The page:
December was slow for construction

COMMERCIAL REAL ESTATE

February 09, 1994|By Timothy J. Mullaney | Timothy J. Mullaney,Sun Staff Writer

A slow December capped a year that marked a slight downturn in a key measure of residential construction coupled with a recovery that made only a dent in the non-residential construction recession, according to a report by the Baltimore Metropolitan Council.

Building permits for single-family homes, up 31 percent in December compared to December 1992, were off 19.1 percent for the full year, according to the council, which tracks data from the city of Baltimore and from Baltimore, Howard, Anne Arundel, Harford and Carroll counties.

Nonresidential building permits were a totally different story. Local governments authorized only $8.9 million of new nonresidential construction in December, down from $15.3 million the year before. But for the year, commercial construction was up 42 percent, to $317.9 million.

"The residential numbers [for the full year] are a little misleading," said Michael A. Conte, director of the Regional Economic Studies program at the University of Baltimore.

He said the losses in building permits were concentrated in the first half of the year, when consumer confidence in the economy was still low.

But he said orders for new homes were picking up substantially later in the year, a trend he said would show up in much stronger residential building permit and construction trends this year.

"1994 is the year where we'll see the mushrooming in building permits" for new homes, he said. "I'm certain that's occurring now."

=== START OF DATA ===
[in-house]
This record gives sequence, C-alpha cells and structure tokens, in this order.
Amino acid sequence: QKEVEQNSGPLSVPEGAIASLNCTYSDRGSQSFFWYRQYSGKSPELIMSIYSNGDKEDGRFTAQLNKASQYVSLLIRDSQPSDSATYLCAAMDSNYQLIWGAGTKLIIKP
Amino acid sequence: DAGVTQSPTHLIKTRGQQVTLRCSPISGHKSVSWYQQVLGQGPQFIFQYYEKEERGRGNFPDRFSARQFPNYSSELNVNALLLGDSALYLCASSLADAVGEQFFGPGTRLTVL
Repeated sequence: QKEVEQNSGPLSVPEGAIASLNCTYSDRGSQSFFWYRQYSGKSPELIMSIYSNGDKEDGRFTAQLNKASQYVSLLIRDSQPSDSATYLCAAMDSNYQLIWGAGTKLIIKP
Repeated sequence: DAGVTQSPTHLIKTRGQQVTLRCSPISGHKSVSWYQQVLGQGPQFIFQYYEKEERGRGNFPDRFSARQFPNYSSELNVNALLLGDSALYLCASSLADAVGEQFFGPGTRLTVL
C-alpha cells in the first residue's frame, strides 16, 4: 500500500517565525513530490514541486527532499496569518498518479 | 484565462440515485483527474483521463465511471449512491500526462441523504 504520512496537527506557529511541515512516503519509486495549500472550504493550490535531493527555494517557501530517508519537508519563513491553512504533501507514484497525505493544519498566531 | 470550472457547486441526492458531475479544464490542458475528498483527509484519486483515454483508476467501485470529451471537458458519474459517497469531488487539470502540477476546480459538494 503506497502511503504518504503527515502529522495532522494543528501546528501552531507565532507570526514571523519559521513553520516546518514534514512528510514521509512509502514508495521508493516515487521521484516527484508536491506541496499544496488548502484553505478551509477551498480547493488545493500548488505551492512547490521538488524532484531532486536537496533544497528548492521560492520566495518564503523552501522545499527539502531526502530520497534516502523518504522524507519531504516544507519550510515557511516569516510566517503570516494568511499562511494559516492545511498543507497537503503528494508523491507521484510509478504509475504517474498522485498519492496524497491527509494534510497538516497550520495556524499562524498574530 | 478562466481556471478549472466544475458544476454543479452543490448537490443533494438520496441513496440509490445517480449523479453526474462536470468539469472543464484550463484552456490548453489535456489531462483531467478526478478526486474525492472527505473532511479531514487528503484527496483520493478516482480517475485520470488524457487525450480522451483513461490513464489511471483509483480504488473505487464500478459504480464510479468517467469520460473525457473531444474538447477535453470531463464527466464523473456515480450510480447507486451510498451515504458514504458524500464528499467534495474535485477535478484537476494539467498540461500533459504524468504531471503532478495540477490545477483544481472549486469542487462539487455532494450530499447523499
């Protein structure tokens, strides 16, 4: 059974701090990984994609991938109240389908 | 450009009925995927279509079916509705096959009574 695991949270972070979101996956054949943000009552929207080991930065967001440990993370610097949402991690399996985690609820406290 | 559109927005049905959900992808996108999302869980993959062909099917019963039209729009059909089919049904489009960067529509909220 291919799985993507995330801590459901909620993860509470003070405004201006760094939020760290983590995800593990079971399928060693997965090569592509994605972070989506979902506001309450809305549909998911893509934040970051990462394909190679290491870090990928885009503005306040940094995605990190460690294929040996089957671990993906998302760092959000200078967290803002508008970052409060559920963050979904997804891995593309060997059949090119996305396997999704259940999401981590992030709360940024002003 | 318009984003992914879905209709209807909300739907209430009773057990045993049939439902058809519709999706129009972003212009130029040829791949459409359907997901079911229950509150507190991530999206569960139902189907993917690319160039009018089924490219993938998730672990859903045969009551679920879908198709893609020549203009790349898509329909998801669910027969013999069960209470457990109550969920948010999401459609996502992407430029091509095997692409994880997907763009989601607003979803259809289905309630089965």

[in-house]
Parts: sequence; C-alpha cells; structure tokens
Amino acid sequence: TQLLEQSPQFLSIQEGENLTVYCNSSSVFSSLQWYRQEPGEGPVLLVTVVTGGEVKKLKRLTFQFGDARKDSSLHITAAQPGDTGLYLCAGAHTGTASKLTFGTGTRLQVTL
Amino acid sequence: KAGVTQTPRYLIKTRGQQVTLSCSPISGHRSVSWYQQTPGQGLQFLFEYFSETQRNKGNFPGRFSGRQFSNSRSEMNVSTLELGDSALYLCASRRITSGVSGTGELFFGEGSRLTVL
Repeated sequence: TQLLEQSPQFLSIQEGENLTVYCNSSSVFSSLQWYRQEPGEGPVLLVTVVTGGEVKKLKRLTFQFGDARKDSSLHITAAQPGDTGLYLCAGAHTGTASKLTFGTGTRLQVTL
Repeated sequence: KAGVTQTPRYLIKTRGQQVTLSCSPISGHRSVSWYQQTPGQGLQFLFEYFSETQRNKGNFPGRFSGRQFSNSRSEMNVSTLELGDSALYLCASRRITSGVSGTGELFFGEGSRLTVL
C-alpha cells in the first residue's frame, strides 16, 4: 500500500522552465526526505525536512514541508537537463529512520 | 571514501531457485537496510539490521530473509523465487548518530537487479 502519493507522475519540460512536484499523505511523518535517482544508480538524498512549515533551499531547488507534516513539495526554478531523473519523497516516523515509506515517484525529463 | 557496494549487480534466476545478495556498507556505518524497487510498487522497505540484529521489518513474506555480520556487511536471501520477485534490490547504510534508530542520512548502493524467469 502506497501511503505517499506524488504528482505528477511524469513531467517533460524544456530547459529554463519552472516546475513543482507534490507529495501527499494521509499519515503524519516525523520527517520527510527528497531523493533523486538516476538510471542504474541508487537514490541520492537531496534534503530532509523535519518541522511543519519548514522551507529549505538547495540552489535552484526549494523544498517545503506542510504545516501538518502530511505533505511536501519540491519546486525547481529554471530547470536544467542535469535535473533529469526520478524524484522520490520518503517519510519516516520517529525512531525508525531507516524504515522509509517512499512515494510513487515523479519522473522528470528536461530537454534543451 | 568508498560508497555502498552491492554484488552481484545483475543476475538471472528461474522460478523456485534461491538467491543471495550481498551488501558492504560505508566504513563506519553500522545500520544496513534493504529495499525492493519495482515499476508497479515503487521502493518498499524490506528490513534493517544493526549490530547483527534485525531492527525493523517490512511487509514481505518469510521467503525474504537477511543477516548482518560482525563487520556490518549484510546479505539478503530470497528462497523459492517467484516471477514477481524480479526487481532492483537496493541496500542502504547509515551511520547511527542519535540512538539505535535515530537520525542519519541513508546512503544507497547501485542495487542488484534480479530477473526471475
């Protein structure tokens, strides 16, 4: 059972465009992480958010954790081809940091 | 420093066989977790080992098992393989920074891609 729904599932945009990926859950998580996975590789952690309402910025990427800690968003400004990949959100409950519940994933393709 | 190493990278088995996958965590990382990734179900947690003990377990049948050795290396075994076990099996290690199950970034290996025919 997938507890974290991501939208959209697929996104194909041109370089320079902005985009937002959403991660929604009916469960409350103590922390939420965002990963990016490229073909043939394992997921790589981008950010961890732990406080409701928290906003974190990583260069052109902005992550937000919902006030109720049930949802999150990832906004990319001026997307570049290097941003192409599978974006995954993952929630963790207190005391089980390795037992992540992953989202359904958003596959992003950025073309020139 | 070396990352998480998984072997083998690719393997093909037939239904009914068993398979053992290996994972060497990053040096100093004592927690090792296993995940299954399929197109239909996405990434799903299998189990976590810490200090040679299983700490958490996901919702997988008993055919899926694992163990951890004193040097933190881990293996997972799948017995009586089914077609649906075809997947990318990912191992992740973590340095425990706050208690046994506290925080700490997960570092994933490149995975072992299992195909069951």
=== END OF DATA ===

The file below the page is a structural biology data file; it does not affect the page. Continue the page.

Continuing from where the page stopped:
On the commercial side, Mr. Conte said government stimulus, including Gov. William Donald Schaefer's decision to speed up some state construction work, kept conditions from being worse than they were in a sector held back by an office building construction market that he called "dead, dead, dying and deader." An unusually large $80 million appropriation for school construction also boosted the market.

"I expect that [state construction activity] to continue," Mr. Conte said, especially because the state's fiscal situation isn't as difficult as in recent years.

The biggest project in Baltimore City is a $1.2 million addition to Sinai Hospital; the largest in Baltimore County is a $4 million project at McCormick & Co.

Drop in optimism indicated in survey

A new study by a New Jersey firm claims that the modest recovery the nationwide construction business has seen in the last two years will slow some in 1994, pointing to a drop in optimism among construction companies and their suppliers.

The CIT Group of Livingston, N.J., said its 12-year-old "Optimism Quotient" is pointing south for the first time in three years. In 11 of the measure's 12 years, the industry has gone up when the OQ is 100 or more and fallen when it is below 100. This year it's 94.

The better news locally is that the part of the country that includes Maryland -- the South Atlantic corridor stretching from Delaware to Florida -- has the nation's highest OQ, at 120.

"A year ago, respondents from the South Atlantic region set a record for confidence in local construction activity, when their combined Optimism Quotient reached 120," CIT President Robert J. Merritt wrote.

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